Mia's Heart


Page 5



“Should we stay out here?” I ask him hesitantly.

He looks at the water and shrugs.

“We’re here now. Let’s just take a quick dive and then we’ll head in.”

I nod. “Fine with me.”

I pull my wet suit on over my bathing suit and slide the mask onto my face. Gavin lifts the oxygen tank onto my back.

Quinn watches us prepare.

“Is there anything I should be doing?” he asks.

Gavin shakes his head. “Nope. The boat is anchored, so you won’t go anywhere. We’ll be back up shortly.”

Quinn nods and Gavin grabs my hand and we jump over the side without hesitation.

It is instantly calm beneath the water.

It is exactly why I love to dive.

Nothing can reach us here in the quiet underwater world. No troubles, no stress, no worry.

My flippers slide through the water with ease, propelling me downward. My hands cut through the crystal blue water and Gavin is right beside me. I glance upward and I can still see the outline of the boat above. It looks like a giant whale from here.

I turn my attention back to the water below me.

I can just see the moss-covered tip of a mast of a sunken galleon when a strange sensation ripples through my body. I stop moving and the sensation grows.

It’s a rumbling vibration, a weird shaking.

It’s literally rolling through my body, like I’m sitting in a car with the bass turned up too loud.

I look at Gavin, my eyes wide. He is frozen too, floating in place in the water.

Our eyes meet.

And then we notice that the sandy sediment on the sea floor is rolling toward us in murky billows.

What the eff?

The water continues to vibrate and shake around us and the moment that I think the word shake, it occurs to me.

Earthquake.

Chapter Five

Gavin realizes it at the same moment that I do and we both spin and propel ourselves upwards.

HolyEffingEarthquake.

I burst from the surface of the water and grip the side of the boat and I can still feel the rumbling in the sea. In order for us to feel it all the way out here, the earthquake must be enormous. We haven’t had a big one in years and years, way before my lifetime.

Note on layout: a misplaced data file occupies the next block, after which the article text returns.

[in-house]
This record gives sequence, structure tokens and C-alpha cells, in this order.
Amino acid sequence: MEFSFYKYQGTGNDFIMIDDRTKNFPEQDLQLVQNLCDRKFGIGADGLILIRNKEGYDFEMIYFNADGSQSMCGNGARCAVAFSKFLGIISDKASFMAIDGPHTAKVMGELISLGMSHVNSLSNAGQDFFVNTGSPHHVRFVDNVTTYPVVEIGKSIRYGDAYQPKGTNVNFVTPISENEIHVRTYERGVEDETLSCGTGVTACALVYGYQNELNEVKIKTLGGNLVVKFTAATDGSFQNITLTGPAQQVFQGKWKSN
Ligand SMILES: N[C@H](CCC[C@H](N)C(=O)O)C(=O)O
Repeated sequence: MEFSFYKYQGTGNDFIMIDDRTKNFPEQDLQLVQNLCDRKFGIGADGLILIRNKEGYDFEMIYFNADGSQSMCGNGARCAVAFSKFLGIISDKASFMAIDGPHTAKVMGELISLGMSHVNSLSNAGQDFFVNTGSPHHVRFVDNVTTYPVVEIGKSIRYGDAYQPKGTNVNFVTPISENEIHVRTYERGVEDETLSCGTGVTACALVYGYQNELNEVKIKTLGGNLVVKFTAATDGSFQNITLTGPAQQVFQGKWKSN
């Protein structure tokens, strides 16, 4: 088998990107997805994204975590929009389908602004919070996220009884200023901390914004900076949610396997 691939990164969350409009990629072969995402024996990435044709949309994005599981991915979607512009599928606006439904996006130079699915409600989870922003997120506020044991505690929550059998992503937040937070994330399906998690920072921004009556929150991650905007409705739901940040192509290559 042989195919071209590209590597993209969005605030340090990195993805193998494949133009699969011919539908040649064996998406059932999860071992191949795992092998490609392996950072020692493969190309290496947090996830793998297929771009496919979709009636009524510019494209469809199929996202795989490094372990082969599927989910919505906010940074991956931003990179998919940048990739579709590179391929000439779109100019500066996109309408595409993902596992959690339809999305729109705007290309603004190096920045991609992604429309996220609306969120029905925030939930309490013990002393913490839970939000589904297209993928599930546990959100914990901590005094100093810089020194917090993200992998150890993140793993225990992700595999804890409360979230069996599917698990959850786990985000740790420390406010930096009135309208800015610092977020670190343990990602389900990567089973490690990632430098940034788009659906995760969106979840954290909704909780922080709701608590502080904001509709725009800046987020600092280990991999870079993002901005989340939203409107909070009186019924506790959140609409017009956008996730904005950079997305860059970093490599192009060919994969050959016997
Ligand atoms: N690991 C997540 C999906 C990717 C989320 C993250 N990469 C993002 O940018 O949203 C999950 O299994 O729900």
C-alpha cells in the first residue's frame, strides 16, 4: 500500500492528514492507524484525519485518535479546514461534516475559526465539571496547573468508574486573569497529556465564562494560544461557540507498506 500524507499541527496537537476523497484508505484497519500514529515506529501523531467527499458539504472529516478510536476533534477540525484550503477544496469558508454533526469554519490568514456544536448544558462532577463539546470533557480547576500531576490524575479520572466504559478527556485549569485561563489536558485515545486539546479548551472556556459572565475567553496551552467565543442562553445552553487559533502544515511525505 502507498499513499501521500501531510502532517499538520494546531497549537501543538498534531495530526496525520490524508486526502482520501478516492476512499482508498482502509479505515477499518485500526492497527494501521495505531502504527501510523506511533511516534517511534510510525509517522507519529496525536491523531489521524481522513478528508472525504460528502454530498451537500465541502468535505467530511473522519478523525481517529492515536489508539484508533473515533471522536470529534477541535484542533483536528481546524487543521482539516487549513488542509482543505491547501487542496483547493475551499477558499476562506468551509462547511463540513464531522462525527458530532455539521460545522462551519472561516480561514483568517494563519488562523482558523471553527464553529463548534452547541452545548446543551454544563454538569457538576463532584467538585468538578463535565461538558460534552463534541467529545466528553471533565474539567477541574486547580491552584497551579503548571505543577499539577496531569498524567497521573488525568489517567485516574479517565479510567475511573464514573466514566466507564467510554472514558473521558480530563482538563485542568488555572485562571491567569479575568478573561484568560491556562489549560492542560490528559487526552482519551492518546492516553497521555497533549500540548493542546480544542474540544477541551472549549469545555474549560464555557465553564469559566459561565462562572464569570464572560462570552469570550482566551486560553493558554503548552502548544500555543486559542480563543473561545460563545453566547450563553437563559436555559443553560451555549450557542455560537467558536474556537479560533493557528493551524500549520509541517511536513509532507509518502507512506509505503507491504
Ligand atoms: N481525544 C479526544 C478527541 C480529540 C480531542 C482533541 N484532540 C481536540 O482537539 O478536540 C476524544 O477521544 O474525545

Gavin pulls himself over the side and then reaches over to give me a hand. I land on the floor of the boat in a clumsy heap and instantly start pulling off my stuff. My flippers, wetsuit and oxygen tank land in a pile.

“What’s going on?” Quinn asks. He can see the anxiety on our faces and I’m sure he can see the vibrating water.

“Earthquake,” Gavin tells him. Gav isn’t even undressing, he’s turning the boat toward shore in his flippers, guiding the boat with capable hands.

Quinn looks startled and he stands up to look out at the horizon. But the rough water knocks him back down. He sprawls in a seat and stares at me in shock.

My heart thumps in my chest.

This isn’t good.

And from the look on Gavin’s face, the dead-serious expression that he never, ever gets, he knows it too. We’re right in the middle of a serious situation, maybe even dire.

I gulp.

As we race toward the shore, jumping hard over waves, my teeth jar every time we land. We hit the water so hard that I can’t believe the belly of the boat doesn’t splinter into pieces. I grit my teeth and hold on.

Quinn is silent now and I almost wonder what he’s thinking, but then I’m distracted by trying to hold on to the things that keep trying to fly out of the boat, like life preservers, bags, flippers and so on. I’ve never seen the current or waves so bad.

We fly into the bay and the way the boats are rolling on the waves as they sit in their slips is unnerving. They are haunting and spooky as they move with the sea. One of them has flipped onto its side and I know that it will sink. Water is flooding its deck. Debris is floating in the water; oars and cushions and cups and pieces of wood, and I am almost too afraid to look onto the shore.

But I do.

And I gasp.

The Harbor Master’s building is in rubble, in an absolute shambles.

And the complete seriousness of this hits us.

“Holy shit,” Gavin breathes. He reaches over and grabs my hand as he noses us into his slip. “We’ve got to move.”

“But where should we go?” I ask as we scramble from the boat and onto dry land. The ground is not moving, but after a moment, I feel a short rumble.

Aftershocks.

They vibrate my feet and I gulp.

Even the air feels scary, like a premonition or foreboding. Or something. I try to ignore it.

“I don’t know,” Gavin admits. He climbs up beside me, then releases my hand to help Quinn from the swaying boat. “Somewhere other than here.”

“We should stay together,” Quinn points out calmly.

He’s right. And I say so.

There’s no one else in the harbor, something that I find strange. Although, looking back, I realize that there wasn’t really anyone here when we left. Everyone else was smart enough to not venture into the waves.

Gavin’s cell phone rings and we look at each other, startled.

In the heat of the moment, we had forgotten that we had phones.

He picks it up and I can see the relief on his face as he talks to his mom. After a few moments, he hangs up and looks at me.

“My parents are fine. But the Earthquake was bad. Roads are blocked. My parents say to go to the Old Palace and wait there.”

I gulp.

With shaking fingers, I pull out my phone. I try my house and there is no answer. I try again, and this time, I get a weird busy signal.


This can’t be good.

“Gavin, I’ve got to go to my house,” I tell him.